Behavior Intervention Rating Scale

Elliott, S. N., and Treuting, M. V. B. (1991). The Behavior Intervention Rating Scale: Development and validation of a pretreatment acceptability and effectiveness measure. Journal of School Psychology 29:43–51.


The 24-item Behavior Intervention Rating Scale (BIRS) assesses teachers’ perceptions of treatment acceptability and effectiveness. Nine new statements that measure treatment effectiveness were added to the 15-item Intervention Rating Scale (IRS) (Martens et al., 1985) to create this scale. The IRS measures treatment acceptability and has a reliability coefficient of 0.98.


The original sample consisted of 216 teachers who were enrolled in graduate courses at two universities in Louisiana. Over 80 percent were regular education teachers, while the others were special education teachers. All the teachers were volunteers.


The alpha coefficients were 0.97 (acceptability), 0.92 (effectiveness), and 0.87 (time). The total scale alpha was 0.97.


Content validity was established through operationalizing the constructs of treatment acceptability and treatment effectiveness. Construct validity was established through factor analytic procedures. Concurrent validity was established through correlational comparisons between the Semantic Differential (Osgood, Suci, and Tannenbaum, 1957) and the BIRS.

Factor Analysis:

Three factors were extracted with an oblique rotation. The three factors accounted for 73.6 percent of the total variance. Only items with loadings greater than 0.50 were retained on the factor. In addition, factor loadings had to be 0.30 or less on the other two factors to be retained. The three factors are: acceptability (all 15 statements from the IRP), effectiveness (seven of the new statements), and time (the remaining two new statements). Factor matrices are presented.


Clark, L., and Elliott, S. N. (1988). The influence of treatment strength information on knowledgeable teachers’ evaluation of two social skills training methods. Professional School Psychology 3:241–51.

Martens, et al. (1985). Teacher judgments concerning the acceptability of school-based interventions. Professional Psychology: Research and Practice 16:191–98.

Sheridan, S. M., Kratochwill, T. R., and Elliott, S. N. (1990). Behavioral consultation with parents and teachers: Delivering treatment for socially withdrawn children at home and school. School Psychology Review 19:33–52.

Witt, J. C., Elliott, S. N., and Martens, B. K. (1984). Acceptability of behavioral interventions used in classrooms: The influences of amount of time, severity of behavior problems, and types of intervention. Behavioral Disorders 9:95–104.

Behavior Intervention Rating Scale

1. This would be an acceptable intervention for the child’s problem behavior.
2. Most teachers would find this intervention appropriate for behavior problems in addition to the one described.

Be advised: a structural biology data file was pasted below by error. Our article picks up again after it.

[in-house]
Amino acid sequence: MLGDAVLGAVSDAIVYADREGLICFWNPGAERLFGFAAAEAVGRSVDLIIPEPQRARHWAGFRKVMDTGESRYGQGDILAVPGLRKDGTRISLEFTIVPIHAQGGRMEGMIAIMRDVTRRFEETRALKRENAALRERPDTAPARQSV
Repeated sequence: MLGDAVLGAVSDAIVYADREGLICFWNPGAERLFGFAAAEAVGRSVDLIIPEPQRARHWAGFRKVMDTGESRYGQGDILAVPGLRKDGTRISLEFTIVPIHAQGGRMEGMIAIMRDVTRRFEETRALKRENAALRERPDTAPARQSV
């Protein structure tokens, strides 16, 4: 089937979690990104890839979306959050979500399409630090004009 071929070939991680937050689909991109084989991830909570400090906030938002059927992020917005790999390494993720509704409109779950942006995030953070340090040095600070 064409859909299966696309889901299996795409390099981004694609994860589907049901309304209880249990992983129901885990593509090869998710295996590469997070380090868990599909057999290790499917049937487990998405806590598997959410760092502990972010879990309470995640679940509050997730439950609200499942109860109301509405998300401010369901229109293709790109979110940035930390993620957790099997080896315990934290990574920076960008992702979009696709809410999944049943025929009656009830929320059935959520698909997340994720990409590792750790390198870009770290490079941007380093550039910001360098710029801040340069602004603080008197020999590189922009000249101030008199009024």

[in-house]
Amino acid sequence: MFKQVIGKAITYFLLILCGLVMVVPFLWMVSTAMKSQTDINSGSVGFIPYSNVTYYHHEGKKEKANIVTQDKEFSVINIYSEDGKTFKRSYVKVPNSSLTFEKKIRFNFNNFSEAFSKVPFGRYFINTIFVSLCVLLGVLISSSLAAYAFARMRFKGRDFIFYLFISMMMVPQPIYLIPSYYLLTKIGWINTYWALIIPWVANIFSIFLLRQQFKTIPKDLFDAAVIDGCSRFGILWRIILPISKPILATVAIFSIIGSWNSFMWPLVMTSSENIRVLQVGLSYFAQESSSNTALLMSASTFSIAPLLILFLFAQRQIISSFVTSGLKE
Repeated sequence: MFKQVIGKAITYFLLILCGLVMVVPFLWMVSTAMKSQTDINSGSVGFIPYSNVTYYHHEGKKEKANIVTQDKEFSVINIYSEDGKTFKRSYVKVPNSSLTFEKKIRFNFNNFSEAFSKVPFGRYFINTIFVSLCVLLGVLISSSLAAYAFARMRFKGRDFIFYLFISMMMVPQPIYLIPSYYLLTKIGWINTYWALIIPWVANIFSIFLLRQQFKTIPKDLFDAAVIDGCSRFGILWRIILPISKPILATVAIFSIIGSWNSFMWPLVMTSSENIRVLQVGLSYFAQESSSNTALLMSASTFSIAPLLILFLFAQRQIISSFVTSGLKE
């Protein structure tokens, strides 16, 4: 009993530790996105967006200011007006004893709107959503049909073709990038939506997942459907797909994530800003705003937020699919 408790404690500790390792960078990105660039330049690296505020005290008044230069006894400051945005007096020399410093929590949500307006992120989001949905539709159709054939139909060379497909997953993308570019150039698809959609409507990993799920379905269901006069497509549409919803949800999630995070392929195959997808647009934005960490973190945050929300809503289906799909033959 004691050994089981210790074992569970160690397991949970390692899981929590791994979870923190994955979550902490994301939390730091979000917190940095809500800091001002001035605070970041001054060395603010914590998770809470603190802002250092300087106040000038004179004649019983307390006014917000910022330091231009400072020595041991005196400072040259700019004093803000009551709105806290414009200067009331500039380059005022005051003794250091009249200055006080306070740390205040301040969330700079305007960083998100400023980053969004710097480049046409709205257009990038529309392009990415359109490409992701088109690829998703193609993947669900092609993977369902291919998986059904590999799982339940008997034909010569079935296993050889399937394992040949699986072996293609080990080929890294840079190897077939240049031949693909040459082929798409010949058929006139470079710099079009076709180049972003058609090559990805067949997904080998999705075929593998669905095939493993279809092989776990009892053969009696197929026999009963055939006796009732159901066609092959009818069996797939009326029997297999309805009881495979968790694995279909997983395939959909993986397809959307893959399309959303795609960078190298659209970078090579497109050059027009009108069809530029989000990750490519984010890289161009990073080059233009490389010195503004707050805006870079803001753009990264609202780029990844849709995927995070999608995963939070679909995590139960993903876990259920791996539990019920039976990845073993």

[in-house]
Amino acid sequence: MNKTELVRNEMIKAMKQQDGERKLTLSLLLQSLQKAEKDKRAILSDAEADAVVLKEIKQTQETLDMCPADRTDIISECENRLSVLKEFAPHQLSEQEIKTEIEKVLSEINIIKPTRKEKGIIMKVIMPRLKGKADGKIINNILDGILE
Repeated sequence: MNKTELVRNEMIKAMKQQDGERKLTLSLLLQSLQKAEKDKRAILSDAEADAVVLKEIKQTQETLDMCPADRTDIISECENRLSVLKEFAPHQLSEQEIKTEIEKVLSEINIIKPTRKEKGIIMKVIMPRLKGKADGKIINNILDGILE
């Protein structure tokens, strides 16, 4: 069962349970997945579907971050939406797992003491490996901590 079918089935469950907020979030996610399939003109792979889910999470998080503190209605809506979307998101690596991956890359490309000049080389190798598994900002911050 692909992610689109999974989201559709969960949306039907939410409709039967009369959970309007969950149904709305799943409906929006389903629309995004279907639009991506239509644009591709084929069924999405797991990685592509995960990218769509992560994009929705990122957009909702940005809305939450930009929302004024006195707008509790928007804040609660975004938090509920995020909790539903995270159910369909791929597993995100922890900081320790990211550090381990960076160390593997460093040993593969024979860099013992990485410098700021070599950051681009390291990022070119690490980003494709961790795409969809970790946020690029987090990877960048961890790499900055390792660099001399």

3. The intervention should prove effective in changing the child’s problem behavior.
4. I would suggest the use of this intervention to other teachers.
5. The child’s behavior problem is severe enough to warrant use of this intervention.
6. Most teachers would find this intervention suitable for the behavior problem described.
7. I would be willing to use this in the classroom setting.
8. The intervention would not result in negative side effects for the child.
9. The intervention would be appropriate intervention for a variety of children.
10. The intervention is consistent with those I have used in classroom settings.
11. The intervention was a fair way to handle the child’s problem behavior.
12. The intervention is reasonable for the behavior problem described.
13. I like the procedures used in the intervention.
14. This intervention was a good way to handle this child’s behavior problem.
15. Overall, the intervention would be beneficial for the child.
16. The intervention would quickly improve the child’s behavior.
17. The intervention would produce a lasting improvement in the child’s behavior.
18. The intervention would improve the child’s behavior to the point that it would not noticeably deviate from other classmates’ behavior.
19. Soon after using the intervention, the teacher would notice a positive change in the problem behavior.
20. The child’s behavior will remain at an improved level even after the intervention is discontinued.
21. Using the intervention should not only improve the child’s behavior in the classroom, but also in other settings (e.g., other classrooms, home).
22. When comparing this child with a well-behaved peer before and after use of the intervention, the child’s and the peer’s behavior would be more alike after using the intervention.
23. The intervention should produce enough improvement in the child’s behavior so the behavior no longer is a problem in the classroom.
24. Other behaviors related to the problem behavior also are likely to be improved by the intervention.


Strongly Disagree = 1; Disagree = 2; Slightly Disagree = 3; Slightly Agree = 4; Agree = 5; Strongly Agree = 6.